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Geothermal fun at Morton’s Warm Springs - Business Beat

Unencumbered by restrictive permitting, Morton’s is better than ever
Business Beat

By Paul Goguen

It takes a certain kind of person to invest in a property with what some might call “restrictive zoning,” like Morton’s Warm Springs Resort. Restrictive might even be too mild of a word to describe what is allowed here. But the family that owns and operates this hidden Sonoma Valley gem are bent on going with the flow, and keeping things pretty much as they have been since the 1950s.

The site was originally a gathering place for the Native Americans, including the southern Pomo, Wappo, and Coast Miwok, and that’s at least a 10,000-year history. Tribes would meet, camp, and trade at the site, and many artifacts have been found over the years. In the 1880s the resort was established as Los Guilicos Warm Springs, the name of the Spanish land grant in this area.

I recently met with Sean Wadsworth, who, with his wife Laurie Hobbs, owns and operates the historic property. He speaks passionately about the history of the site. “When Harold Morton purchased it in 1946 he had his family here living in a tent,” Wadsworth said. “It was just a very small pool by the creek right there. He built everything, basically, you see here. They lived above the pools in the residence, and that’s where we live now, today.” Five years in, Wadsworth says business is good. “Every year is better than the last. We have better staff every year. We want to offer the best of sun and soil from Sonoma Valley in our organic café—all of the comfort food of the summertime but with the highest-quality organic you can get. Fresh-squeezed organic lemonade, local hot dogs, grilled cheese with Vella cheese from Sonoma, and Straus organic soft-serve ice cream. We like having the organic café, instead of a snack bar with soft drinks and candy and stuff like that. More locally sourced, I think, is a big part of what we wanted to create within what we have as well as expand our member base.” Overall, Wadsworth notes, “It is important that the position is clear that we’re really working within the constraints the best we can and trying to make it the best it possibly can be within those constraints.” I asked him to explain, for the uninitiated, what exactly goes on at Morton’s Warm Springs. “We have geothermal mineral spring fed pools,” he said. “The water comes out at 91 degrees, just beautiful blue, full of minerals, and very healing. When people arrive here, you know, they’re tired from the workweek or from the grind, and this and that. By the time they drive away they’ve all got smiles on their faces.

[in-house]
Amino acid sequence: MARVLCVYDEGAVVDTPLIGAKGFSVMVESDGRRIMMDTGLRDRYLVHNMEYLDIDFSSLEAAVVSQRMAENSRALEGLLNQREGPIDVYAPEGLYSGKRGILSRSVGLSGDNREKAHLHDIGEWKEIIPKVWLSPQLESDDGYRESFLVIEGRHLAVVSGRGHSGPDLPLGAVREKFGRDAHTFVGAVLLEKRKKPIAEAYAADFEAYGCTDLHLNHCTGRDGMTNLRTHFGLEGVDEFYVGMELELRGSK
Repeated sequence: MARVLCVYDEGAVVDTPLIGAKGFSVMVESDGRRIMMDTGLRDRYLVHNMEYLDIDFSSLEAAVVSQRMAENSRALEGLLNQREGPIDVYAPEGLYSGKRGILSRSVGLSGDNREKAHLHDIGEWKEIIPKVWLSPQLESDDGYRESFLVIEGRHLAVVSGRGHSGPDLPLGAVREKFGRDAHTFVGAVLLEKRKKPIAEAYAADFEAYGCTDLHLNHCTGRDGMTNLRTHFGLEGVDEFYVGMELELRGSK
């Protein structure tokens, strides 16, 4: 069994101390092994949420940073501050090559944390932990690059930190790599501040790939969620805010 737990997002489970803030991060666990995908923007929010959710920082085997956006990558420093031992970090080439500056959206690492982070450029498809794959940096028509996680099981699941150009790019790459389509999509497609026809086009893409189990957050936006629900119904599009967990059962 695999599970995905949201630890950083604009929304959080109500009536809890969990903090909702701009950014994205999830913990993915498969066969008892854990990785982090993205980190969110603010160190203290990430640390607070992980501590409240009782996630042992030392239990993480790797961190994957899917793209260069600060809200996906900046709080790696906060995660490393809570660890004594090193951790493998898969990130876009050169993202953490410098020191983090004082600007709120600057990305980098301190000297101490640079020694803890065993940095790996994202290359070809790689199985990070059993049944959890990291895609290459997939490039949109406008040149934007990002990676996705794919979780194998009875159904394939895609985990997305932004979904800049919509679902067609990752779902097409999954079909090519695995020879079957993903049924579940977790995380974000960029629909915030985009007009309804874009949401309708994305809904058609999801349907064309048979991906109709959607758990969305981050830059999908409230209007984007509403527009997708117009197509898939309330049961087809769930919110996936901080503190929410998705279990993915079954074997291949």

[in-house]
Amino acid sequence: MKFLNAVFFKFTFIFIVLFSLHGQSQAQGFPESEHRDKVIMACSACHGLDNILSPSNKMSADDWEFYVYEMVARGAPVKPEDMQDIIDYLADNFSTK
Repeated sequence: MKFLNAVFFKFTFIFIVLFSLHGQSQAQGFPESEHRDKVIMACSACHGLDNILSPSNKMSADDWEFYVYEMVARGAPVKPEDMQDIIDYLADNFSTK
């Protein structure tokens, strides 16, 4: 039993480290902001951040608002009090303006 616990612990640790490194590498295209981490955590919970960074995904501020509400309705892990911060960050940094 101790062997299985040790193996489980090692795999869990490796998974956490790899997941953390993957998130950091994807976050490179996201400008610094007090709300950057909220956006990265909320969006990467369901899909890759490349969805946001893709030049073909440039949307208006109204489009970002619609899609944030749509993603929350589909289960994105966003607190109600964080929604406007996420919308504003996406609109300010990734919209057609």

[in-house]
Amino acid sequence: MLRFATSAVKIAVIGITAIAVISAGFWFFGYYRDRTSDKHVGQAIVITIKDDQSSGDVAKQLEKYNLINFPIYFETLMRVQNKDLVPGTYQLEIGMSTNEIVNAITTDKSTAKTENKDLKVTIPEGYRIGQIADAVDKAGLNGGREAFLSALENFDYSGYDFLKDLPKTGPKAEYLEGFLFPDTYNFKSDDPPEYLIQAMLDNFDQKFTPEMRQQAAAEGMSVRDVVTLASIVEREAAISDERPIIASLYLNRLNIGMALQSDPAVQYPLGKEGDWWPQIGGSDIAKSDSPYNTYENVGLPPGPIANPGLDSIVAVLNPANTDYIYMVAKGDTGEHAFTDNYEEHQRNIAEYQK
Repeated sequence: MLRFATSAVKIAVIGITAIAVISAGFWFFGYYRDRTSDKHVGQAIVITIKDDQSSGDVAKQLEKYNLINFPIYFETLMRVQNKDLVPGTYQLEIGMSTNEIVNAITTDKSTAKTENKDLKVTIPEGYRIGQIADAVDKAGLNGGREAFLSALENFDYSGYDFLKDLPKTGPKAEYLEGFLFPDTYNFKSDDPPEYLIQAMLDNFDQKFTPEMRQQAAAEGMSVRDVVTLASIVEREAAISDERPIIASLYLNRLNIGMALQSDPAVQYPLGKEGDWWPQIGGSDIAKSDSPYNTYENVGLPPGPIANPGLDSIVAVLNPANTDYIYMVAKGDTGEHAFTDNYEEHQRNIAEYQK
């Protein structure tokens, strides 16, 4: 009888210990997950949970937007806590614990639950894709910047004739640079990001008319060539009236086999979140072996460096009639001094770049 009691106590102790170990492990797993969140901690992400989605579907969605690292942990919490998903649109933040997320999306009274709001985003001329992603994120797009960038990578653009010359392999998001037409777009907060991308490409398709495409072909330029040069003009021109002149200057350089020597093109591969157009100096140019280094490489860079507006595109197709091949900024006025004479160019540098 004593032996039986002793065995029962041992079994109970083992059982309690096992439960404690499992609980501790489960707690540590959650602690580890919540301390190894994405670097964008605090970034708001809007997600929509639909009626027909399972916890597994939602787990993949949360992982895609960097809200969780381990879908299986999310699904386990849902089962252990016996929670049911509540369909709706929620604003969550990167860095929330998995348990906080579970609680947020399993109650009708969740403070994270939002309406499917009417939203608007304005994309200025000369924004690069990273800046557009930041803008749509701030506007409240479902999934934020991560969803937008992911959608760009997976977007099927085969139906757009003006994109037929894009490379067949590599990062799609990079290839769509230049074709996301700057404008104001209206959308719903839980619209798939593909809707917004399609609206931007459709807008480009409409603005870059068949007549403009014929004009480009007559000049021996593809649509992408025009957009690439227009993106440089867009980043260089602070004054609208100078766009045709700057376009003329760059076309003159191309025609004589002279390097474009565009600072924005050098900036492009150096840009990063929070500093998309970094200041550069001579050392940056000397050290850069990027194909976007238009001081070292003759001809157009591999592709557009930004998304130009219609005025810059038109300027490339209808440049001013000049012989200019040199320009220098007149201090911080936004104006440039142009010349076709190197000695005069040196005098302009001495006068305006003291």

“That’s the thing that I really notice … the whole state of change that people have as they leave. There’s something magical about the place, in the way that people just really unwind here by the creek.”

Wadsworth also notes that the resort is “very family- oriented. The pools here are all different depths, and they are warm, so there’s a place for every age. It’s always been a gathering place. There are picnic areas and barbecues for everyone to use.”

Wadsworth says COVID was the ice bucket challenge of the warm water business. “We had no income last year. We did qualify for the economic injury disaster loan, and that kind of floated us into this moment. We’ve had some advanced sales through our new ticketing online software. You can buy a day ticket or you can be a member. Everyone is welcome.”

Pandemic considerations remain in play, he added. “This year, due to health-department restrictions, we have pool access time slots to keep crowding down. We are doing our part to be safe and make sure people have a good time. Basically, we’re limiting the number of people on the pool deck, which is our most constrained area. We’ve created two time slots for you to come and swim, and there’s three slots on the weekends.”

This season of geothermal aquatic fun begins on May 2. Morton’s Warm Springs is located at 1651 Warm Springs Rd.

For tickets and information go to www.mortonswarmsprings. com.

Tickets are available online this year to make visiting Morton’s safer and easier.Photo by Paul Goguen